More information

Learn about prostate cancer prevention from the U.S. National Cancer Institute.



SOURCES: Jane Figueiredo, Ph.D., assistant professor, preventive medicine, University of Southern California, Los Angeles; Victoria Stevens, Ph.D., strategic director, laboratory services, American Cancer Society, Atlanta; Alan Kristal, Dr.PH, professor, epidemiology, and associate director, cancer prevention program, Fred Hutchinson Cancer Research Center, Seattle; March 10, 2009, Journal of the National Cancer Institute, online


'/>"/>
Copyright©2009 ScoutNews,LLC.
All rights reserved  

Related medicine news :

1. New Survey Reveals Majority of Women of Child-Bearing Age Unaware Folic Acid Should Be Consumed Before Pregnancy
2. Folic acid survey of Spanish-speaking women finds most are missing benefits, March of Dimes says
3. First Nationwide Folic Acid Survey of Spanish-Speaking Women Finds Most Are Missing Benefits, March of Dimes Says
4. USA Rice Federation Partners with National Council on Folic Acid to Promote National Folic Acid Awareness Week
5. Brides-To-Be Should Say I Do to a Daily Multivitamin With Folic Acid
6. Study Finds Folic Acid Not Cardioprotective, Though Safe
7. Folic acid, B vitamins do not appear to affect cancer risk
8. Folic Acid and Other B Vitamins Wont Help Prevent Cancer
9. Folic Acid Doesnt Help the Heart
10. Folic Acid in the Food Supply Reduces Birth Defects, but May Cause Extra Cancers, Reports the Harvard Womens Health Watch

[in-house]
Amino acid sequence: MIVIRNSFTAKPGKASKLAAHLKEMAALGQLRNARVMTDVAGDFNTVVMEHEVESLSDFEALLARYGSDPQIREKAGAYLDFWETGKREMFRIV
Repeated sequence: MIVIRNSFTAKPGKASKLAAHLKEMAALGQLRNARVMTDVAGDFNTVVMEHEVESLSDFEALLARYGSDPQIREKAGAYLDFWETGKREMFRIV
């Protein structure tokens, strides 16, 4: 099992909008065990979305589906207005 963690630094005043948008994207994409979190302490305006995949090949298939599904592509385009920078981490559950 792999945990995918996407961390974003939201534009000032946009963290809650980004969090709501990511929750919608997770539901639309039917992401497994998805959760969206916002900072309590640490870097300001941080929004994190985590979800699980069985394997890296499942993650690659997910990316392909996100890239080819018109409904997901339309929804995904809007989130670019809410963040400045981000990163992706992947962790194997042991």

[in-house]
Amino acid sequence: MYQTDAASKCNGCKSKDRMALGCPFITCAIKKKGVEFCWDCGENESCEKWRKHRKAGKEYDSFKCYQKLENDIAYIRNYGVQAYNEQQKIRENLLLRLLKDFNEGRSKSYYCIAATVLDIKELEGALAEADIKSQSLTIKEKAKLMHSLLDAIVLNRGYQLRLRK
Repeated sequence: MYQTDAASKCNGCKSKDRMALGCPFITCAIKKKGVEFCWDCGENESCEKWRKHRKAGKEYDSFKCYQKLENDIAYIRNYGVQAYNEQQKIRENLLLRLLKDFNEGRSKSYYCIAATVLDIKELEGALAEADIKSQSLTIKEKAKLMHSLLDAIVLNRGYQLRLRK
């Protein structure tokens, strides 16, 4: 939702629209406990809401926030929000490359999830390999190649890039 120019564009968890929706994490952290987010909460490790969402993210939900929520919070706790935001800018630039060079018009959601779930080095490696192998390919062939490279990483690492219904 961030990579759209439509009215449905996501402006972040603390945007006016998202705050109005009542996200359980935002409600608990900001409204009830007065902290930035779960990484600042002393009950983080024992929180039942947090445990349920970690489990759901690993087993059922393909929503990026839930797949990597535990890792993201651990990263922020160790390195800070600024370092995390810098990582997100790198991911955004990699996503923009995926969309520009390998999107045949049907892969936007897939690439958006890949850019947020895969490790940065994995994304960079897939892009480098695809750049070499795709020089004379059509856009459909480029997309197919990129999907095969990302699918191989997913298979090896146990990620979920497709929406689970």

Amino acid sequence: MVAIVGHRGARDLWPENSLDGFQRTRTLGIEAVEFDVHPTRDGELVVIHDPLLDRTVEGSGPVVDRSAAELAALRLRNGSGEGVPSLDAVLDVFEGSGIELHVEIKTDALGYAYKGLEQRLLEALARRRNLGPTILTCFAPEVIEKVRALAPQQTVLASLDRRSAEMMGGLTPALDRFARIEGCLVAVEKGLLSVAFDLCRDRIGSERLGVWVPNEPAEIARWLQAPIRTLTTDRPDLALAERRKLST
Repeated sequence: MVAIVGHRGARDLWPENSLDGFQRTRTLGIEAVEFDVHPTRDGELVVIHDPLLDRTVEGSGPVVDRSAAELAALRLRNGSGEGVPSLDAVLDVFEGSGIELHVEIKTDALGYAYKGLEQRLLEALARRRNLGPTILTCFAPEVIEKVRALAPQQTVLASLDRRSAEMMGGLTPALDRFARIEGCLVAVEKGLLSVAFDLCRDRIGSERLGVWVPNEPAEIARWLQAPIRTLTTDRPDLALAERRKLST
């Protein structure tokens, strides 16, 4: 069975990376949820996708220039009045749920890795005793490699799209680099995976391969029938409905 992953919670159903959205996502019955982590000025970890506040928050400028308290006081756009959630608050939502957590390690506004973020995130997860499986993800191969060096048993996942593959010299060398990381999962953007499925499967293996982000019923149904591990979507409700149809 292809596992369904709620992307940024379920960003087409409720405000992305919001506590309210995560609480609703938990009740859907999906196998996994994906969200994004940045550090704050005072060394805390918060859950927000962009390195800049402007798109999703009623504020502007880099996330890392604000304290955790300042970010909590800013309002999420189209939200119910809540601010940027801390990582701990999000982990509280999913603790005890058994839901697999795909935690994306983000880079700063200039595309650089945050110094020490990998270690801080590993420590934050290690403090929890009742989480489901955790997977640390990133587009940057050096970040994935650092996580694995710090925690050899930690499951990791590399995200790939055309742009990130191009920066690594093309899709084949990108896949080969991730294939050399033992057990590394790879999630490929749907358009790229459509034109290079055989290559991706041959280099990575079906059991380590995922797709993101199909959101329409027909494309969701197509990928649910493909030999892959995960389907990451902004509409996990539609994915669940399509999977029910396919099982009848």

11. Folic Acid May Help Prevent Premature Birth
Post Your Comments:
*Name:
*Comment:
*Email:
Related Image:
Folic Acid Supplements Raise Prostate Cancer Risk
(Date:12/9/2016)... ... December 09, 2016 , ... "I have gout, and I wanted ... family recipe, which is meant to relieve gout and pain caused by varicose veins. ... energy boost every time. It relieved what VA doctors called the worst sinusitis case ...
(Date:12/9/2016)... ... December 09, 2016 , ... The ... Hotel in New York, NY, on December 3rd, to benefit Holy Name Medical ... the annual event, which raised over $1 million - the largest event in ...
(Date:12/8/2016)... ... December 08, 2016 , ... The Florida Hospital ... and Hyperbaric Medical Society (UHMS), the leading authority in hyperbaric medicine. This accreditation ... a few hospitals and facilities have earned this distinction. This is the second ...
(Date:12/8/2016)... ... December 08, 2016 , ... Mirixa Corporation , ... and other pharmacist-delivered patient care services, has announced the promotions of Karen Litsinger ... vice president of sales. , Litsinger joined Mirixa in 2008 after serving ...
(Date:12/8/2016)... ... December 08, 2016 , ... SunView Software aims to ... that are both engaging and easy to use. Coming off the heels of ... revealed today its plans to roll out new AI-powered self-service enhancements to help ...
Breaking Medicine News(10 mins):
(Date:12/9/2016)... 9, 2016 Research and Markets has ... Forecast to 2021" report to their offering. ... Market growth ... models in the pharmaceutical and biotechnology industry and technological advancements ... funding. Emerging markets and growing research activities in toxicology and ...
(Date:12/9/2016)... -- RxWiki Inc., a digital health company that powers the ... of pharmacies through its Digital Pharmacist SaaS platform, today ... on Fire" Award in the Health and Life Sciences ... award as one of Austin,s fastest growing companies," said ... "Our platform gives independent retail pharmacies the digital tools ...
(Date:12/9/2016)... SAN DIEGO , Dec. 9, 2016 /PRNewswire/ ... with Evotec AG (Frankfurt Stock Exchange: EVT, TecDAX, ... program targeting ,LpxC, for the treatment of bacterial ... LpxC has been recognized as an attractive antibacterial ... however, a lack of suitable chemical starting points ...
Breaking Medicine Technology: